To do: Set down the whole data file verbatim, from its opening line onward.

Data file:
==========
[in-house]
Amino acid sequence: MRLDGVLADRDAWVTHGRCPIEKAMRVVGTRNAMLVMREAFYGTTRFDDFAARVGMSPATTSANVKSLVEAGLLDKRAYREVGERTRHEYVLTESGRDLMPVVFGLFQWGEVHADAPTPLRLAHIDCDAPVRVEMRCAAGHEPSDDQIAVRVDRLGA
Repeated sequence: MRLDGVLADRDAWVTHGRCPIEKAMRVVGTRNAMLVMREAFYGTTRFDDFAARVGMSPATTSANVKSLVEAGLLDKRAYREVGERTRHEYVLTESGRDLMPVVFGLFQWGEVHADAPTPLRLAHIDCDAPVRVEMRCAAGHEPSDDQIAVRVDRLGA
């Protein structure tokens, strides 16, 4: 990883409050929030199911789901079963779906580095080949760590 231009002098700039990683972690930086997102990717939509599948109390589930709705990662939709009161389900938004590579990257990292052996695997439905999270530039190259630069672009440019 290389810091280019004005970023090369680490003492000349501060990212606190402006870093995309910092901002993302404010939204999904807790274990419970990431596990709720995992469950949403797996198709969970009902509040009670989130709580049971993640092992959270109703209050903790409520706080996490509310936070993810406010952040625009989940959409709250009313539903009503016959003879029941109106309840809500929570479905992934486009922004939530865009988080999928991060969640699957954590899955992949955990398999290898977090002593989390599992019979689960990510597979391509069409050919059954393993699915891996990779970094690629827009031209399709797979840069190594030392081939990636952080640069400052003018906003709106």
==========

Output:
[in-house]
Amino acid sequence: MRLDGVLADRDAWVTHGRCPIEKAMRVVGTRNAMLVMREAFYGTTRFDDFAARVGMSPATTSANVKSLVEAGLLDKRAYREVGERTRHEYVLTESGRDLMPVVFGLFQWGEVHADAPTPLRLAHIDCDAPVRVEMRCAAGHEPSDDQIAVRVDRLGA
Repeated sequence: MRLDGVLADRDAWVTHGRCPIEKAMRVVGTRNAMLVMREAFYGTTRFDDFAARVGMSPATTSANVKSLVEAGLLDKRAYREVGERTRHEYVLTESGRDLMPVVFGLFQWGEVHADAPTPLRLAHIDCDAPVRVEMRCAAGHEPSDDQIAVRVDRLGA
């Protein structure tokens, strides 16, 4: 990883409050929030199911789901079963779906580095080949760590 231009002098700039990683972690930086997102990717939509599948109390589930709705990662939709009161389900938004590579990257990292052996695997439905999270530039190259630069672009440019 290389810091280019004005970023090369680490003492000349501060990212606190402006870093995309910092901002993302404010939204999904807790274990419970990431596990709720995992469950949403797996198709969970009902509040009670989130709580049971993640092992959270109703209050903790409520706080996490509310936070993810406010952040625009989940959409709250009313539903009503016959003879029941109106309840809500929570479905992934486009922004939530865009988080999928991060969640699957954590899955992949955990398999290898977090002593989390599992019979689960990510597979391509069409050919059954393993699915891996990779970094690629827009031209399709797979840069190594030392081939990636952080640069400052003018906003709106």